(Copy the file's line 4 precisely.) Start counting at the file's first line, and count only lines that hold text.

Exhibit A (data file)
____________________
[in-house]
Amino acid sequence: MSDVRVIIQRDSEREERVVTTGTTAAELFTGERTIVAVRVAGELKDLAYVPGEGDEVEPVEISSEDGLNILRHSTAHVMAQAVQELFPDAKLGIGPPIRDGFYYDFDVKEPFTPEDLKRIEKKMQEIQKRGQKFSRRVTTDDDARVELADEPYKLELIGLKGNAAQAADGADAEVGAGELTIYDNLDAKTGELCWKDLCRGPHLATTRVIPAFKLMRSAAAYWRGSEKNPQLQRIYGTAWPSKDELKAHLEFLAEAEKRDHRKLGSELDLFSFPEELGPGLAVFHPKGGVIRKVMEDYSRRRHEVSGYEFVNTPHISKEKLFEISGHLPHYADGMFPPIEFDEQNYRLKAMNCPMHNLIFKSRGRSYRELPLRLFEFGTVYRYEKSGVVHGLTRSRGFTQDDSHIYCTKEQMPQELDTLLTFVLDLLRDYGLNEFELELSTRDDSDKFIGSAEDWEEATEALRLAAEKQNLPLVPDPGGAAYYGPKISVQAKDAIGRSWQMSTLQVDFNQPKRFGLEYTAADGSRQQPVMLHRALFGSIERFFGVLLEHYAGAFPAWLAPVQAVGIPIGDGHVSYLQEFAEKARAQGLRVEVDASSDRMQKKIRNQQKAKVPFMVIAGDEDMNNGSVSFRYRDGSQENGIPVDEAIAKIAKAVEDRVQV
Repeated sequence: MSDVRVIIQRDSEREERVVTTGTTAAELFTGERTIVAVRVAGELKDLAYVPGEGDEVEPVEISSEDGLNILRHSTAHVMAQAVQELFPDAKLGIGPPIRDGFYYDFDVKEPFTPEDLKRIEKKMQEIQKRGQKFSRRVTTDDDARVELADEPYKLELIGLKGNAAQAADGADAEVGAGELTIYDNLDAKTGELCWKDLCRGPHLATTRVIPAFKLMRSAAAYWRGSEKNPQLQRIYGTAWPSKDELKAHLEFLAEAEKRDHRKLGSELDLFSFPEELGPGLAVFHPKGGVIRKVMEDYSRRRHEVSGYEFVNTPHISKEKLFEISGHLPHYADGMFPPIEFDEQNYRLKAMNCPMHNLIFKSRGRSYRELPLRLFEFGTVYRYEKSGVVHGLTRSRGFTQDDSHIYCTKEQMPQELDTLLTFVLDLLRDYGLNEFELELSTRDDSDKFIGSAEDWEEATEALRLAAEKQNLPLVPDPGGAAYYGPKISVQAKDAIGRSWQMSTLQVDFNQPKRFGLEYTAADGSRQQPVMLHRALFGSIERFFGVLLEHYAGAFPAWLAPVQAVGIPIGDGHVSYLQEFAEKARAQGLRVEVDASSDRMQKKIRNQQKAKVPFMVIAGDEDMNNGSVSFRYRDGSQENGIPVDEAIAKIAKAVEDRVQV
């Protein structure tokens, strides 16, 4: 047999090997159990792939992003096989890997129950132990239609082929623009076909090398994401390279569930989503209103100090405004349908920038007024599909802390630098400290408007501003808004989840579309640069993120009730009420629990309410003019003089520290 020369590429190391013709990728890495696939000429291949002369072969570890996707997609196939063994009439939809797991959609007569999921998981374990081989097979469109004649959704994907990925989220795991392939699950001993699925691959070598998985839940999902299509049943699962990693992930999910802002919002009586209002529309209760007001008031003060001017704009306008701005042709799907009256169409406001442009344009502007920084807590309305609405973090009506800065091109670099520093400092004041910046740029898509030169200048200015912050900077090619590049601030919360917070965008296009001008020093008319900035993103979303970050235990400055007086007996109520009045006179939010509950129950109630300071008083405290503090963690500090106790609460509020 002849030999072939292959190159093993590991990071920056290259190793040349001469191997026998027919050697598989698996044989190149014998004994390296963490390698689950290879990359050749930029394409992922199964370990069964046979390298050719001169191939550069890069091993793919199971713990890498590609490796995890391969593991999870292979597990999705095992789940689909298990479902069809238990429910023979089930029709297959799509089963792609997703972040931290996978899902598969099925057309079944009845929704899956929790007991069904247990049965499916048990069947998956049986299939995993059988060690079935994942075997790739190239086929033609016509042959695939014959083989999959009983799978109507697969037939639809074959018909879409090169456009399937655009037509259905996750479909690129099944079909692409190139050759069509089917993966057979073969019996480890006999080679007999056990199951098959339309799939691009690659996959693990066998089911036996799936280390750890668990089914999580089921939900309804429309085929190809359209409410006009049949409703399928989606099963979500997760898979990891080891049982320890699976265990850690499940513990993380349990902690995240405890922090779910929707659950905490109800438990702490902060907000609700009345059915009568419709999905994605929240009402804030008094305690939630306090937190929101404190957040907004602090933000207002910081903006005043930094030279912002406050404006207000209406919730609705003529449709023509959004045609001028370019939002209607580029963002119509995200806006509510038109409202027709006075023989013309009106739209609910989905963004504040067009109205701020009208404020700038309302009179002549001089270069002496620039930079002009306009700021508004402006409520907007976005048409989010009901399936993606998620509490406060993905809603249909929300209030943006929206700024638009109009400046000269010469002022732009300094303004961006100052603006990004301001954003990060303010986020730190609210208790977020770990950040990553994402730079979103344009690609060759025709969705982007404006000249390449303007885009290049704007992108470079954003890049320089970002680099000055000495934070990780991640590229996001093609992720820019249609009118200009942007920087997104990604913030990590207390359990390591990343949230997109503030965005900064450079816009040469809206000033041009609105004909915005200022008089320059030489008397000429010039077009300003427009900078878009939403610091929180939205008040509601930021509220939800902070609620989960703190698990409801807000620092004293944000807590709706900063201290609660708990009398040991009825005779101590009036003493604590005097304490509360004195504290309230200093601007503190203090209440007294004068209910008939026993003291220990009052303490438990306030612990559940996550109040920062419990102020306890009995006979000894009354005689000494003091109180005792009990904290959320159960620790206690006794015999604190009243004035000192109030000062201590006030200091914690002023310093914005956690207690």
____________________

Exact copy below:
């Protein structure tokens, strides 16, 4: 047999090997159990792939992003096989890997129950132990239609082929623009076909090398994401390279569930989503209103100090405004349908920038007024599909802390630098400290408007501003808004989840579309640069993120009730009420629990309410003019003089520290 020369590429190391013709990728890495696939000429291949002369072969570890996707997609196939063994009439939809797991959609007569999921998981374990081989097979469109004649959704994907990925989220795991392939699950001993699925691959070598998985839940999902299509049943699962990693992930999910802002919002009586209002529309209760007001008031003060001017704009306008701005042709799907009256169409406001442009344009502007920084807590309305609405973090009506800065091109670099520093400092004041910046740029898509030169200048200015912050900077090619590049601030919360917070965008296009001008020093008319900035993103979303970050235990400055007086007996109520009045006179939010509950129950109630300071008083405290503090963690500090106790609460509020 002849030999072939292959190159093993590991990071920056290259190793040349001469191997026998027919050697598989698996044989190149014998004994390296963490390698689950290879990359050749930029394409992922199964370990069964046979390298050719001169191939550069890069091993793919199971713990890498590609490796995890391969593991999870292979597990999705095992789940689909298990479902069809238990429910023979089930029709297959799509089963792609997703972040931290996978899902598969099925057309079944009845929704899956929790007991069904247990049965499916048990069947998956049986299939995993059988060690079935994942075997790739190239086929033609016509042959695939014959083989999959009983799978109507697969037939639809074959018909879409090169456009399937655009037509259905996750479909690129099944079909692409190139050759069509089917993966057979073969019996480890006999080679007999056990199951098959339309799939691009690659996959693990066998089911036996799936280390750890668990089914999580089921939900309804429309085929190809359209409410006009049949409703399928989606099963979500997760898979990891080891049982320890699976265990850690499940513990993380349990902690995240405890922090779910929707659950905490109800438990702490902060907000609700009345059915009568419709999905994605929240009402804030008094305690939630306090937190929101404190957040907004602090933000207002910081903006005043930094030279912002406050404006207000209406919730609705003529449709023509959004045609001028370019939002209607580029963002119509995200806006509510038109409202027709006075023989013309009106739209609910989905963004504040067009109205701020009208404020700038309302009179002549001089270069002496620039930079002009306009700021508004402006409520907007976005048409989010009901399936993606998620509490406060993905809603249909929300209030943006929206700024638009109009400046000269010469002022732009300094303004961006100052603006990004301001954003990060303010986020730190609210208790977020770990950040990553994402730079979103344009690609060759025709969705982007404006000249390449303007885009290049704007992108470079954003890049320089970002680099000055000495934070990780991640590229996001093609992720820019249609009118200009942007920087997104990604913030990590207390359990390591990343949230997109503030965005900064450079816009040469809206000033041009609105004909915005200022008089320059030489008397000429010039077009300003427009900078878009939403610091929180939205008040509601930021509220939800902070609620989960703190698990409801807000620092004293944000807590709706900063201290609660708990009398040991009825005779101590009036003493604590005097304490509360004195504290309230200093601007503190203090209440007294004068209910008939026993003291220990009052303490438990306030612990559940996550109040920062419990102020306890009995006979000894009354005689000494003091109180005792009990904290959320159960620790206690006794015999604190009243004035000192109030000062201590006030200091914690002023310093914005956690207690």